LSG Sky Chefs strike

  • About 550 workers from LSG Sky Chefs, which provides catering services to international airlines, are striking against alleged “bullying and shouting” at staff.
  • The protected strike started last Monday and an interdict application by the company failed.
  • The unions’ (Numsa, NTM and Satawu) basket of grievances include allegations of favouritism towards certain employees‚ bullying and shouting by management‚ and unfair discrimination as workers are not allowed to wear religious‚ cultural jewellery or hand bands.
  • Some workers claim to be paid R3,000 a month after several years’ service‚ less than new interns.

Strike by Post Office union IICUOSA

  • The Influential Information and Communication Union of SA (IICUOSA) said on Thursday that it will strike from Monday at the SA Post Office (Sapo).
  • IICUOSA represents about 2,000 of Sapo’s 22,000 employees, but is not a recognised union.
  • The Communication Workers Union (CWU) indicated that they will not strike and that IICUOSA members are misinformed.
  • Sapo CEO Mark Barnes on Thursday downplayed the mass action, saying he did not expect a negative impact on operations

Parliament and Nehawu

  • The standoff between the secretary to Parliament and staff aligned to the National Education Health and Allied Workers’ Union (Nehawu) degenerated further during last week.
  • Personnel refused to sign performance contracts and walked out of a meeting.
  • Nehawu members also resisted taking part in performance assessments unless their outstanding grievances were tackled.
  • Earlier this week, Nehawu members disrupted Parliament’s Administrative Manager Mgidlana’s attempts to hold a staff meeting, after which Mgidlana brought charges against four Nehawu members.
  • The dispute centres on deductions from staff salaries, following an unprotected strike in late 2015.
  • Nehawu also claims Mgidlana’s office reduced staff performance bonus scores.

Insourcing at UCT workers

  • On 1 July 2016, close to 1,000 workers will become full-time employees of the University of Cape Town (UCT).
  • Last year, Nehawu forged an alliance between workers and students that eventually forced the university’s hand into changing its outsourcing policy.
  • Workers like cleaners and gardeners who had previously been earning just over R3,000 a month will now be taking home more than R7,500 a month, plus benefits.
  • Price said though that the insourcing project had added to the university’s challenge of financial sustainability and indicated:  “We have budgeted for a once-off capital expenditure of R40 million from our reserves and an annual recurrent operational cost of approximately R68m. We are now approximately R250m short annually.”

SABC staffers suspended

  • The SA Broadcasting Corporation (SABC) has suspended three staff members in its news room with immediate effect for allegedly broadcasting audio and video material of violent protests.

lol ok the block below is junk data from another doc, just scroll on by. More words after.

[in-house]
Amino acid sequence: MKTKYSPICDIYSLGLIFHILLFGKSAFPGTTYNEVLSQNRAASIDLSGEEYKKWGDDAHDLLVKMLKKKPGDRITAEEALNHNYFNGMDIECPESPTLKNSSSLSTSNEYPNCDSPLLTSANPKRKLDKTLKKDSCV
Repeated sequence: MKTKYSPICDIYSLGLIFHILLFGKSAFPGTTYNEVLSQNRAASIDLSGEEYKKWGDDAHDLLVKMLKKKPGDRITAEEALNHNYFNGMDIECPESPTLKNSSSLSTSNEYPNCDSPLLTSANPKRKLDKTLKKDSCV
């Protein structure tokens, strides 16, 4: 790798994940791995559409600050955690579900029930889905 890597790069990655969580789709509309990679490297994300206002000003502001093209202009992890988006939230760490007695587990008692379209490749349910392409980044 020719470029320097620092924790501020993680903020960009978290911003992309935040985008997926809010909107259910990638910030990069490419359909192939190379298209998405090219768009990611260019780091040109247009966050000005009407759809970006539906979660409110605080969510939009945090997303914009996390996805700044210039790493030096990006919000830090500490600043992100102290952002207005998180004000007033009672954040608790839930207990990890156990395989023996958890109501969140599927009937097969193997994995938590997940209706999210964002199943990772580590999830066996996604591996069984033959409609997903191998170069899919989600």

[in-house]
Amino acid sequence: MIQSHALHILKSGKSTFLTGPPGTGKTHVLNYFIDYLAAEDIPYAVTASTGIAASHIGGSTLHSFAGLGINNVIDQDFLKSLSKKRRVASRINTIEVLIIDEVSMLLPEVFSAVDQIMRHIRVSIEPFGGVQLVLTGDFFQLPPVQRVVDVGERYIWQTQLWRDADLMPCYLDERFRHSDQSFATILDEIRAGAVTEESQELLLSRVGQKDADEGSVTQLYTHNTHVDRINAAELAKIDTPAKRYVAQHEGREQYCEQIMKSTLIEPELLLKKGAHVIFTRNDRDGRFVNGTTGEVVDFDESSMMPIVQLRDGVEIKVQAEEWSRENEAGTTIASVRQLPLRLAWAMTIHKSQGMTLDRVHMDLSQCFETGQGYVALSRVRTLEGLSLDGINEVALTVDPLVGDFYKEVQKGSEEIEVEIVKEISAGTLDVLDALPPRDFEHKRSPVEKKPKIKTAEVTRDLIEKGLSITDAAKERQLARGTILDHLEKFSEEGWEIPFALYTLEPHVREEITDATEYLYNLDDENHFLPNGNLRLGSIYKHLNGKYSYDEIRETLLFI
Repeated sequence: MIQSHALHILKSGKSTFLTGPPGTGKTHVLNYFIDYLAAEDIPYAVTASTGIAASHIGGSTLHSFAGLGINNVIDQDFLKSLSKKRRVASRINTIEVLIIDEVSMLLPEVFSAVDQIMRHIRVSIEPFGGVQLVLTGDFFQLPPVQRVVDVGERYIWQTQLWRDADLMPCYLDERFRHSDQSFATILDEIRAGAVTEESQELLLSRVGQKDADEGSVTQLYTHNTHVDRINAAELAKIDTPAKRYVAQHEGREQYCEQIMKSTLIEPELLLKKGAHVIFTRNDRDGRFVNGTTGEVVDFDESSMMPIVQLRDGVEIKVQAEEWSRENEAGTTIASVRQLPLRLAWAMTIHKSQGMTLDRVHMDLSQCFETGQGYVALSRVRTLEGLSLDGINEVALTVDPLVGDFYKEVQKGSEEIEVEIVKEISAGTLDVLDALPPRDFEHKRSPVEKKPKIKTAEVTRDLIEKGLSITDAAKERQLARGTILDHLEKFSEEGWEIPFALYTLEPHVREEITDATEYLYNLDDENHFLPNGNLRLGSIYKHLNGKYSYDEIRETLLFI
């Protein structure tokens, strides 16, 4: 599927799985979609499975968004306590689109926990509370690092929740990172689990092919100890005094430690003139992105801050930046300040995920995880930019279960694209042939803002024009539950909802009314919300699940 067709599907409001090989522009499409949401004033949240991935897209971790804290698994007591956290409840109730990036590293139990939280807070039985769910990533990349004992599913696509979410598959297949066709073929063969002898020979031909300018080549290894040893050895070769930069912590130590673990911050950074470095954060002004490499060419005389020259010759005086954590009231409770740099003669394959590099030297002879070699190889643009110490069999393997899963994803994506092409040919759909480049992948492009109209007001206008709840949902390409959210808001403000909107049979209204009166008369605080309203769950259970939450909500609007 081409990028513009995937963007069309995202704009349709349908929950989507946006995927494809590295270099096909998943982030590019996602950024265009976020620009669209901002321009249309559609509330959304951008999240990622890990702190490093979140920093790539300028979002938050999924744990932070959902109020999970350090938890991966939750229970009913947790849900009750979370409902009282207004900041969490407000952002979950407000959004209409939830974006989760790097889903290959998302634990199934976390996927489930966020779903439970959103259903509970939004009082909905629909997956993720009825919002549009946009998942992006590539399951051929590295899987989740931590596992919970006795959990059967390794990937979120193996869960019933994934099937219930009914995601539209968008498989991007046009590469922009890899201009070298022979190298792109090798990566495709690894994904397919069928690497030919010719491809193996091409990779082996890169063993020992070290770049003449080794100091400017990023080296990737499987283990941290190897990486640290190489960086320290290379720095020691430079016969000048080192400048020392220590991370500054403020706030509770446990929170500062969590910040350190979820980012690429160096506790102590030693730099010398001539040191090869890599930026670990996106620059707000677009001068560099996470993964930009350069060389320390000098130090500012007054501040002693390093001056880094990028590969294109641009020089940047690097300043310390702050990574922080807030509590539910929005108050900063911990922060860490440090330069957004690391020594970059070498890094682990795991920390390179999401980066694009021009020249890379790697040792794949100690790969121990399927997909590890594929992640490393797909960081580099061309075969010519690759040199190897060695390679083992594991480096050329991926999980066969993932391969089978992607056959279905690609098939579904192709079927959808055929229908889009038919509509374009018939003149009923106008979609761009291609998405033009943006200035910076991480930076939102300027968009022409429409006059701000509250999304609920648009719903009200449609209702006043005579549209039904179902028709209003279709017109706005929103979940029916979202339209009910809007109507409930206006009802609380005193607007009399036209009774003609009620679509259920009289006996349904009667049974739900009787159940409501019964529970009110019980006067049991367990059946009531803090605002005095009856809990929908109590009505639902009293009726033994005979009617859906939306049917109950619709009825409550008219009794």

• The order relates to chief operating officer Hlaudi Motsoeneng’s announcement earlier this month that the SABC would no longer broadcast images or audio of protestors damaging or setting alight to public property.


AB InBev takeover deal: Fawu

  • The Food and Allied Workers Union (Fawu) on Thursday withdrew from the Competition Tribunal hearings on the Anheuser-Busch InBev’s (AB InBev) takeover of SABMiller, taking away another hurdle in the approval of the merger.
  • Fawu general secretary Katishi Masemola said the union took the decision in order to keep its options open as it seeks to force AB InBev’s hand regarding the fate of SAB Zenzele, the black economic empowerment scheme of SAB, the South African subsidiary of SABMiller.
  • Fawu wants the Zenzele scheme to come to an end so that employees who are part of the scheme can benefit from the merger like other SABMiller shareholders.
  • The options included a strike, Masemola said.
  • The union, which represents 4,200 employees at SABMiller, agreed with the merging companies that most conditions relating to the Zenzele scheme would be removed from the Competition Commission’s recommendation of the deal.
  • Masemola described the move as a “tactical” retreat as the union did not want to be handcuffed by a tribunal ruling.”
  • Masemola said the union would continue to negotiate with the merged entity and discussions were expected to start within two weeks.

AB InBev’s pledge not to retrench

  • The Competition Tribunal indicated that SABMiller and Anheuser-Busch InBev (AB InBev) needed to state exactly how long their commitment not to retrench staff would stand.
  • The tribunal is holding hearings to decide whether or not to accept the Competition Commission’s approval of AB InBev’s acquisition of SABMiller.
  • In a joint press release in April, the brewers said:  “In a groundbreaking commitment, AB InBev has undertaken to ensure that at no point in the future will there be involuntary job losses in SA as a result of the transaction.”
  • When the Competition Commission gave its approval of the deal earlier in June, it attached the condition that the merged entity not be allowed to retrench SABMiller employees and that the condition remain in perpetuity.
  • Tribunal chairman Norman Manoim said:  “I understand the principle but I think a time period is necessary.”

Oakbay and Ubank

  • Oakbay Investments slammed media reports about an approach to buy Ubank as “speculation”, with “several significant untruths and misunderstandings”.
  • CEO Nazeem Howa said the company did express an early interest in Ubank a couple of years ago, but voluntarily walked away at an early stage.
  • He was responding to an article carried by Independent Media (IOL) that suggested the Guptas’ need for a bank gained momentum after SA’s four biggest banks closed their accounts.
  • However, Howa confirmed that he made an informal phone call to NUM general secretary David Sipunzi recently.  Sipunzi told IOL that “we have been approached unofficially about selling Ubank to Oakbay.”